Thursday, August 20, 2009
This is "Health Food"???
On the front of the Personal Journal section of today's WSJ, there is an article entitled, "High Fiber Foods May Be Easier To Stomach This Time Around." The article overviews how food companies such as General Mills Inc., Kellogs Co., and Danone SA are developing new "high-tech" methods of producing fiber so that they can add it to their packaged foods in order to make them "more healthy." This is being done because fiber is the latest "ingredient de jour" and adding fiber to an otherwise "unhealthy" food all of the sudden make it "healthy." According to the article, "Packaged foods making fiber claims was one of the fastest growing categories in the US in the past year, increasing in unit sales by 10.2% in the 12 months ended Aug. 8th..." Also, "Consumers respond better to positive messages. They feel like they're losing something if you take away the salt, sugar, or fat," says Mary Ellen Camire, a professor at the University of Maine. So the companies are developing new processes to create tasteless, textureless fiber and add it to an unhealthy foods in order to magically transform them into "health" food!
This is just another example of food companies modifying food products to make them more "healthy." Are diets high in fiber good for you? Yes. But I would say that is because most diets high in fiber also contain lots of fruits and veggies, not modified food products with extra fiber (and still all the sodium, sugar, and fat, as mentioned above.) Does this processed fiber added to refined sugar and processed oils really constitute healthy eating? Of course not. But who said advertising had to be truthful?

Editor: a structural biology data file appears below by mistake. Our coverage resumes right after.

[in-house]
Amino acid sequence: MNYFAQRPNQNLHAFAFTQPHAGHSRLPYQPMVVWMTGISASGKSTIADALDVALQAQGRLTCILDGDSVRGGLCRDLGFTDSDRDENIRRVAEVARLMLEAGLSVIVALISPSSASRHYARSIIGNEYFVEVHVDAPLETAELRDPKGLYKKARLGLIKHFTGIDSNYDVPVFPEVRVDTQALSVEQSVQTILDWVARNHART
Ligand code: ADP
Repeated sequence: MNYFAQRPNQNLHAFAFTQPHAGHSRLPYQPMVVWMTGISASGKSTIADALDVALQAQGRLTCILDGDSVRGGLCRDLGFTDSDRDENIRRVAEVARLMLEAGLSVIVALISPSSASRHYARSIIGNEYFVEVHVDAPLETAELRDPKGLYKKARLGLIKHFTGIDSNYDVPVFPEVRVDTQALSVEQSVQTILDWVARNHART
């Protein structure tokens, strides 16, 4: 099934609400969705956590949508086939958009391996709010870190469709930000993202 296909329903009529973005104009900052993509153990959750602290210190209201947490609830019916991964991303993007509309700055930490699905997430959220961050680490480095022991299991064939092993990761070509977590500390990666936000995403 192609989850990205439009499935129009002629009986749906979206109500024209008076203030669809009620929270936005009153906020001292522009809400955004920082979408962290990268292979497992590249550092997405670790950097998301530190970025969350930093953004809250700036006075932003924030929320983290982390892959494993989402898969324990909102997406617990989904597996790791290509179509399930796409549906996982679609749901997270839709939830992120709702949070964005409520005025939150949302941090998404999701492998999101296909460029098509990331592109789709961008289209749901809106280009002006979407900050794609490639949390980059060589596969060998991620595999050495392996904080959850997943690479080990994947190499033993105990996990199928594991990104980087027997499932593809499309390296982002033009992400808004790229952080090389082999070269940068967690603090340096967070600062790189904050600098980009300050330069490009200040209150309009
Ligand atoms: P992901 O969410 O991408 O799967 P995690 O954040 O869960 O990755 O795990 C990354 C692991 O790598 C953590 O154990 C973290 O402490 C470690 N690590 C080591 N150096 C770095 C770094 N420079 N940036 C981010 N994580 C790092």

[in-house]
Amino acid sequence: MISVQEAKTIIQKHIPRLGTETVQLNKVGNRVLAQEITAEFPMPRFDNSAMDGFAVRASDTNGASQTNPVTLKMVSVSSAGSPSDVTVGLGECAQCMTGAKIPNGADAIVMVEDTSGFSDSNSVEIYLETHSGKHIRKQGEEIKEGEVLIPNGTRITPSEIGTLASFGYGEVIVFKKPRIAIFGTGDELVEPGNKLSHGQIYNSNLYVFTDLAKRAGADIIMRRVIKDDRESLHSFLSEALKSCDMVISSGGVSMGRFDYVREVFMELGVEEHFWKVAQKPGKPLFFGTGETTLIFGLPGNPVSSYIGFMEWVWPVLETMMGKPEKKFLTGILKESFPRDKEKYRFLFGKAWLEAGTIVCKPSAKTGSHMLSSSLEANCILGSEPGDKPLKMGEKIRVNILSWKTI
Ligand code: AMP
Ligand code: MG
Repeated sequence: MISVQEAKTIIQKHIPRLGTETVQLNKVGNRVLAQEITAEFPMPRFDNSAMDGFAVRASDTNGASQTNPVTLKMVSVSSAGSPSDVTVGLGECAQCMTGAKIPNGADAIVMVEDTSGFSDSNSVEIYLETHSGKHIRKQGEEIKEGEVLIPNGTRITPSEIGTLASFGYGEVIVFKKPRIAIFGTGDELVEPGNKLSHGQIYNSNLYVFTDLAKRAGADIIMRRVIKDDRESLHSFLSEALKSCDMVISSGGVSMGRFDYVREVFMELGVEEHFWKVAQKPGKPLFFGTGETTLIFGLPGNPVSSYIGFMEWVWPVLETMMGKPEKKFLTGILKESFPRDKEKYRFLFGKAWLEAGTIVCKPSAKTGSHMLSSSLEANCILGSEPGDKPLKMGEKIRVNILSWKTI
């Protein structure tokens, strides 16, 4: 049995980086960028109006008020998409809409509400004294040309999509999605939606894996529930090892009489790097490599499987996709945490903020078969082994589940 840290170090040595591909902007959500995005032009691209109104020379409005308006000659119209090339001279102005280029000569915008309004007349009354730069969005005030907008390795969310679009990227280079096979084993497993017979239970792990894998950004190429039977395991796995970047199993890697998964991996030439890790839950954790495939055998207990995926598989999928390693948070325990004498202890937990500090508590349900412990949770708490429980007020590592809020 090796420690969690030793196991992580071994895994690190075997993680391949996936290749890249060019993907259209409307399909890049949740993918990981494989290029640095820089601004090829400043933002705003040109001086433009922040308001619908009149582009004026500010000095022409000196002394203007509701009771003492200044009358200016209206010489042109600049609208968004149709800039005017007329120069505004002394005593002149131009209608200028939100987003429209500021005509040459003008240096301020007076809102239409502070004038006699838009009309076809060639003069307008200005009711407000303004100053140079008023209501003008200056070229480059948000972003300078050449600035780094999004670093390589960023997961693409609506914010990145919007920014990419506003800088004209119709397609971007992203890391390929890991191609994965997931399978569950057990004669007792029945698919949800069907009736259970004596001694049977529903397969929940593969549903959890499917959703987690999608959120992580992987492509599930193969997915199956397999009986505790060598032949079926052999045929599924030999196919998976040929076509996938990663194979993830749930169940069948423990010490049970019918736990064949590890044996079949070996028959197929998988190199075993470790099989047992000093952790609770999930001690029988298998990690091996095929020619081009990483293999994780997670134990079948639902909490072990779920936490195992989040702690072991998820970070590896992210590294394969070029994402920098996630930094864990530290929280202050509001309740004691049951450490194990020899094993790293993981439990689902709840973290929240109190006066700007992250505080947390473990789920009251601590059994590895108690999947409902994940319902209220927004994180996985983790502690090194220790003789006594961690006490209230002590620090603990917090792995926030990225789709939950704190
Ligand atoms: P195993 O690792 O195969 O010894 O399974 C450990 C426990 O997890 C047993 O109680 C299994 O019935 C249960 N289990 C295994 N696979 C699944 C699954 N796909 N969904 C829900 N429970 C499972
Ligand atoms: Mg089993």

The article is online, so you can read it if you choose but I'll end with some awesome quotes. Gotta love the oxymorons!
"Consumers are demanding more nutrition from their packaged foods, and food manufacturers hope that adding ingredients such as vitamins and fiber to foods, rather than merely removing unhealthy fat, sodium and sugar, will help stimulate sales."
"New grinding processes helped General Mills better shape fiber particles to reduce grittiness in the newest Fiber One cereals, says John Mendesh, vice president of research and development for the cereals division."
"Ingredient makers have also developed new sources for fiber powders and liquids beyond the traditional wheat and oats. They're extracting fiber from corn, seaweed and roots of herbs such as chicory or using bacteria to synthesize fibers"
"The nice thing of a lot of these [fibers] is, they're kind of easy to sneak into a lot of these products," says Joanne Slavin, a nutrition professor and fiber researcher at the University of Minnesota. Today, "you can make really good white bread and people don't know they're eating fiber."